Museum-goer gazes at Jackson Pollock’s famous mural “Away From the Easel” [CREDIT: Michelle Mackey]
(NEW YORK) — The Guggenheim Museum was one of many businesses forced to shut down as the coronavirus tore through every crevice of New York. But after the dust from the city’s trauma began to settle, this spiraling white structure came alive.
After seven months of closure, the Guggenheim opened back up to the public on Oct. 3, once again transforming its walls through a series of exhibits.
The Museum is currently displaying Jackson Pollock’s mural “Away from the Easel,” “The Fullness of Color, 1960’s Paintings,” “Knotted, Torn, Scattered: Sculpture After Abstract Expressionism,” “Marking Time: Process in Minimal Abstraction,” Guggenheim’s Brancusi and Thannhauser collections, and the full rotunda installation “Countryside, The Future.”
One bright fall afternoon, I entered the museum wearing a cloth mask and carrying hand sanitizer. “Up the ramp and down the stairs,” said an employee in all-black. Dummy-proof arrows lined the floor. Both coat check and the museum café were closed and water fountains out of commission, all part of the normalized safety measures put in place to protect the public amid an ongoing pandemic.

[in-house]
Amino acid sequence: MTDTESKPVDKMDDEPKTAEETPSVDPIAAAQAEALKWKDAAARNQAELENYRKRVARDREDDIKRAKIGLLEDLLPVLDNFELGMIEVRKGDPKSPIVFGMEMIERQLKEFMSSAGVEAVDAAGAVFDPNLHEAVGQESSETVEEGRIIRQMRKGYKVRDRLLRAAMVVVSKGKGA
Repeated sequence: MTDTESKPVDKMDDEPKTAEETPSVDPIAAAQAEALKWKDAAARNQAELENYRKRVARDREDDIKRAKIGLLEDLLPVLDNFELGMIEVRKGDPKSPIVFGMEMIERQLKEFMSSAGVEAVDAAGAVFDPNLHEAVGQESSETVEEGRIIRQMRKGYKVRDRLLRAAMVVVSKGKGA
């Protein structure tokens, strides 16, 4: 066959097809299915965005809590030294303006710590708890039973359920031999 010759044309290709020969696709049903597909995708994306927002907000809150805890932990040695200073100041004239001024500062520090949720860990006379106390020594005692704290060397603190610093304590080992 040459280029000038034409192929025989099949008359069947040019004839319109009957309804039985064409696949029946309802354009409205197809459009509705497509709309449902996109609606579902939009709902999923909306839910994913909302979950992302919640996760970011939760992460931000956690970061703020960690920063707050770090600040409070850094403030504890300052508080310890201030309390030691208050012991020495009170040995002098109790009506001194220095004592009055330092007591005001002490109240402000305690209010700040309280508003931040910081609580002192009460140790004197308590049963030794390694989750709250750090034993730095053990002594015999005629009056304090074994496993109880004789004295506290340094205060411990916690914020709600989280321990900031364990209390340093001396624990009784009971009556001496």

The museum was dotted throughout with solemn mask-wearers either strolling alone or in groups of two. The only noise was an echo of looping videos or hushed whispers. “It’s too much reading,” one friend said to another, leaning in close to a caption about extreme preservation, careful to keep her distance from anyone else.
The main installation, “Countryside, The Future,” takes museumgoers on a journey. The exhibition reveals a romanticized idea of the countryside and explores radical changes in rural territories, emphasizing everything from climate change to political influence and migration.
The scene was a stark contrast to what used to be crowds of guests huddling in clusters around must-see masterpieces. “Museums are part of what makes New York what it is. Between seasonal depression and pandemic anxiety, it’s a nice escape from reality,” said museumgoer Shelby Wallace.
It felt surreal to be alone in a room with works by Picasso, Gauguin, Monet, and Degas, with my own personal viewing of Pollock’s largest mural, a piece that hasn’t been on display in New York for over 20 years. If not for my moral conscience, I could have reached forward and brushed my fingertips against it.